Natural rubber, mostly grown in Southeast Asia and used to make products ranging from tires to latex gloves, is also getting hit as some buyers from China refuse to honor existing agreements, or look for ways to negotiate discounts. Two large Asian rubber producers, who asked not to be named, said Chinese buyers had defaulted on them.

 

Traders say buyers are trying to ask for discounts, citing reasons such as cargo arriving a few days late and claims about poor quality or contamination, said Bundit Kerdvongbundit, vice president of Von Bundit Co., Thailand's second-largest natural rubber producer. The contracts are already signed, but Chinese importers "refuse to take cargo or pay unless they get discounts."

Surely someone hedged though - it is not as if everyone was naive enough to sign major trade deal assuming the status quo would continue indefinitely despite China's well-documented recent liquidity concerns. Well, maybe...

One comfort is that most companies trading with China have taken some sort of safeguards after widespread defaults in the wake of the 2008 global financial crisis, like asking for deposits, said Benson Lim, chief operating officer and head of global rubber trading at R1 International.

.. But, not really:

However, "the business is so competitive that not all sellers are taking deposits, so they are hard-hit when buyers default," he added.

The result: collapsing commodity prices as the biggest marginal buyer suddenly goes bidless, if not an outright seller.

Rubber prices have dropped more than 20% since the beginning of the year, due to worries over China's slowing economy and a global surplus of the commodity. Many sellers who bought at high prices are unwilling to sell at a loss, pushing up stocks at the port of Qingdao to near-record levels recently. Stockpiles in some other commodities like soybeans and iron ore are also high as buyers hang on.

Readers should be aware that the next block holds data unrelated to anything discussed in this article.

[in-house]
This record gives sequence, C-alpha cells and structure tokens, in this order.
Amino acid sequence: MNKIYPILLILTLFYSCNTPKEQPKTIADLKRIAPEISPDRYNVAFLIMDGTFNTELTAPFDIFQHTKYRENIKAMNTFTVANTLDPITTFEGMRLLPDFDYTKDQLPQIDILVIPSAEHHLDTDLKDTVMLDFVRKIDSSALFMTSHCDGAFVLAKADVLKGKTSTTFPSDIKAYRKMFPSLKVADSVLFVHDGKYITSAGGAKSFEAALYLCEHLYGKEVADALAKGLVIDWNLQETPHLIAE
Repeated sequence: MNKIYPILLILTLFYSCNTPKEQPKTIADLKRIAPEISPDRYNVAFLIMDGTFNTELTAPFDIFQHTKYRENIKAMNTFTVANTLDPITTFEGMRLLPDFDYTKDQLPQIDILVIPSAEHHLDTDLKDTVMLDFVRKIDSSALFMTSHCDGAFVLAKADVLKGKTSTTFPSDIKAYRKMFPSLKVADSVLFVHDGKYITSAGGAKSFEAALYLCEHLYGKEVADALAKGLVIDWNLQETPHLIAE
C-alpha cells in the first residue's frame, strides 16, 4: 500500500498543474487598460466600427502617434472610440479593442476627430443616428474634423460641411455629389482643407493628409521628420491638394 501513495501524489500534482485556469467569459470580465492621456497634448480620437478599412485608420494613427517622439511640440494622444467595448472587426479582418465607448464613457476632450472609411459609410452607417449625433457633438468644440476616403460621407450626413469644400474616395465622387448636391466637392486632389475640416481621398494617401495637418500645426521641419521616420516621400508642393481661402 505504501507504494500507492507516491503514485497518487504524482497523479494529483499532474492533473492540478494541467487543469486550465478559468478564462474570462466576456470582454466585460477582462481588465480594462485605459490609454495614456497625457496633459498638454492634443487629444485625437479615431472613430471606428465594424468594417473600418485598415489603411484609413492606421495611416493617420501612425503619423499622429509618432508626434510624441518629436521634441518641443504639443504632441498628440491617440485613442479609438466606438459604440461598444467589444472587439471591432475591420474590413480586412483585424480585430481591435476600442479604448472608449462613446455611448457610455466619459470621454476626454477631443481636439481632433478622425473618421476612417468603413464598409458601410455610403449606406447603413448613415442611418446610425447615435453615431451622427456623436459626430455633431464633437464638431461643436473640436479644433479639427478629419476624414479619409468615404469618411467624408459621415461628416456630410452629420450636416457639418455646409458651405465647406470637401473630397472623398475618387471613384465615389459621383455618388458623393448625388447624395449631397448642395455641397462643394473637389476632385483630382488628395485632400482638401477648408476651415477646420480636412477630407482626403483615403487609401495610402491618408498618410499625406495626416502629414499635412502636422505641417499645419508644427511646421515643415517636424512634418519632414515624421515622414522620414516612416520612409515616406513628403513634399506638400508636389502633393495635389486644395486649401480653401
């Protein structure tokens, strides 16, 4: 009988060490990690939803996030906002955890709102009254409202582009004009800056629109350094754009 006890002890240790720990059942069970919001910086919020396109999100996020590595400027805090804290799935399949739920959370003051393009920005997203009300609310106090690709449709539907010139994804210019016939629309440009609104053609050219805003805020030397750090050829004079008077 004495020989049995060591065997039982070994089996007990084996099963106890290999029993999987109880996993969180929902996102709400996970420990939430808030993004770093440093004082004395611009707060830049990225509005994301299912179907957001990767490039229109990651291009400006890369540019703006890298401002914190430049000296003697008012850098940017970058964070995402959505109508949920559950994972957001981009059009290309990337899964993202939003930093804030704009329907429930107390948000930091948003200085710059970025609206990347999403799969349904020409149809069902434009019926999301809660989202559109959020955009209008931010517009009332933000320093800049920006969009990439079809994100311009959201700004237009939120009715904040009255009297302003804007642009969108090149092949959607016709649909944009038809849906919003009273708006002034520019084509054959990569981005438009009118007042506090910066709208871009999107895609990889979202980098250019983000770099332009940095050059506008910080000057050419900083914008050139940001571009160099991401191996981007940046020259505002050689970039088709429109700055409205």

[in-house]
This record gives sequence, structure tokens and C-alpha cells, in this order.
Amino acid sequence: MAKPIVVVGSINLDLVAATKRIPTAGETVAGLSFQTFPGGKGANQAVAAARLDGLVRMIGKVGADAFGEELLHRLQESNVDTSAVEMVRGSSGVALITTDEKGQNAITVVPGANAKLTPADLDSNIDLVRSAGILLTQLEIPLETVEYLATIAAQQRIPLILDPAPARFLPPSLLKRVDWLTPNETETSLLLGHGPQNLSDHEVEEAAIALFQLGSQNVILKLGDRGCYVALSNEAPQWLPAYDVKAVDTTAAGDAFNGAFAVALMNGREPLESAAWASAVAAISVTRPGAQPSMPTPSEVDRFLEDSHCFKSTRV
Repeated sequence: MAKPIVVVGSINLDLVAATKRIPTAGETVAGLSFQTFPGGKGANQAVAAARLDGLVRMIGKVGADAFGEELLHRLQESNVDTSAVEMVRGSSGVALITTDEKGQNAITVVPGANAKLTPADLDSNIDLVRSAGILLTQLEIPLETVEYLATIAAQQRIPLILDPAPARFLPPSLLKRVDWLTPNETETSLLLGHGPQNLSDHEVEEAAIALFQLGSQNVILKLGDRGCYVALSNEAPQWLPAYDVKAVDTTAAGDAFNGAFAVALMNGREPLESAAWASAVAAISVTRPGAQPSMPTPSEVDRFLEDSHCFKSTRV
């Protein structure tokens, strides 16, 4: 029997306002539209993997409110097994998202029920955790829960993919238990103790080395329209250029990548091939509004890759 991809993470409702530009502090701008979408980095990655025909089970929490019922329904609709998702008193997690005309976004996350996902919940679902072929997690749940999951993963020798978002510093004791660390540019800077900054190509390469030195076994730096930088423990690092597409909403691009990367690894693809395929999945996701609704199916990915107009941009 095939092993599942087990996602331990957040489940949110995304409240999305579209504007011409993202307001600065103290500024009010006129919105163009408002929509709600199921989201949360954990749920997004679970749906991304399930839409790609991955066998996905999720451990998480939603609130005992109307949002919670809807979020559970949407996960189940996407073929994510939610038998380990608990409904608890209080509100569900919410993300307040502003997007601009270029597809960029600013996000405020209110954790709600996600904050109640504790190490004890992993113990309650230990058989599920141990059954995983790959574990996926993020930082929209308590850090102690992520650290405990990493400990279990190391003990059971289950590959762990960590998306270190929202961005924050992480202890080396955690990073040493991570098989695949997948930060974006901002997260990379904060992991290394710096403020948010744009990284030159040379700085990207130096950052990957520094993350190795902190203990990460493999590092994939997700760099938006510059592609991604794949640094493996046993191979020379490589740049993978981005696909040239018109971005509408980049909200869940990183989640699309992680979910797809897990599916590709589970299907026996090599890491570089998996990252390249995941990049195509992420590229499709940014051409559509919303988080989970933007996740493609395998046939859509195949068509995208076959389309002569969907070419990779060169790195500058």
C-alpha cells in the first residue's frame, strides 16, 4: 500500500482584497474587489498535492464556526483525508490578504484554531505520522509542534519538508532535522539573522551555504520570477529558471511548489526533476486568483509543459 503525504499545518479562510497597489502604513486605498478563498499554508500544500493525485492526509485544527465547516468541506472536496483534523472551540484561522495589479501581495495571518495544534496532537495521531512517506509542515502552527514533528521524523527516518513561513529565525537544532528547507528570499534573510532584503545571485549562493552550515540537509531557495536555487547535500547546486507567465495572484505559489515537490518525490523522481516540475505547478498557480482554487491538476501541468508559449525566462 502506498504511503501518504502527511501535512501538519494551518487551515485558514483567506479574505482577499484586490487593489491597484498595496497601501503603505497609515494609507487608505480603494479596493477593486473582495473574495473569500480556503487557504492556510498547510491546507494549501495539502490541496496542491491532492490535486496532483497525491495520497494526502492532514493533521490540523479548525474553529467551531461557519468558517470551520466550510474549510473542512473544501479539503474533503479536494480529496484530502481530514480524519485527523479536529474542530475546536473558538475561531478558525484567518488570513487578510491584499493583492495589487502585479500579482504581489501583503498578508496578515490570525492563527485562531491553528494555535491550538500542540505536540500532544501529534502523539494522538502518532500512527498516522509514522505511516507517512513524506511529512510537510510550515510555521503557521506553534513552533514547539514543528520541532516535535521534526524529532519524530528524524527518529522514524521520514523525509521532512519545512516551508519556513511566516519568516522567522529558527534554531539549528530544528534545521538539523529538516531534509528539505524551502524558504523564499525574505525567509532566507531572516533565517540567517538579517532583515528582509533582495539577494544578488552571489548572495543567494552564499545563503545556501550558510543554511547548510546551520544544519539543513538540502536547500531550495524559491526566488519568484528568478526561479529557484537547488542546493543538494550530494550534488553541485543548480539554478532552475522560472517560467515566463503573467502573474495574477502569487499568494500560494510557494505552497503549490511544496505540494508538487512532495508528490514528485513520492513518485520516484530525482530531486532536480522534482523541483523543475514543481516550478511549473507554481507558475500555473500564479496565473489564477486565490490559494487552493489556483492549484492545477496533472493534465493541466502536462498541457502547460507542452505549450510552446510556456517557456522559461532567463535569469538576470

Which means that after having stuck their head in the sand for years, and ignoring just the possibility of precisely this outcome, suddenly everyone is scrambling and asking how this could have possibly happened:

Commodities are particularly sensitive to the health of the economy given the their wide-ranging use. But with China this month recording its first ever corporate bond default, and fears over a property developer, investors are growing jittery as Beijing tries to clamp down on years of reckless lending.

 

"The number one problem is weak demand from the credit tightening last year and real estate which has a direct or pass through effect on all of this activity," said Shanghai-based Citi Research commodities strategist Ivan Szpakowski.

There is one other tangent: what is the common link between rubber and soybeans? We explained precisely this ten days ago in "What Is The Common Theme: Iron Ore, Soybeans, Palm Oil, Rubber, Zinc, Aluminum, Gold, Copper, And Nickel?" Yup - as briefly noted above, these are all the commodities that serve as conduits in China's numerous Commodity Funding Deals. Only no more.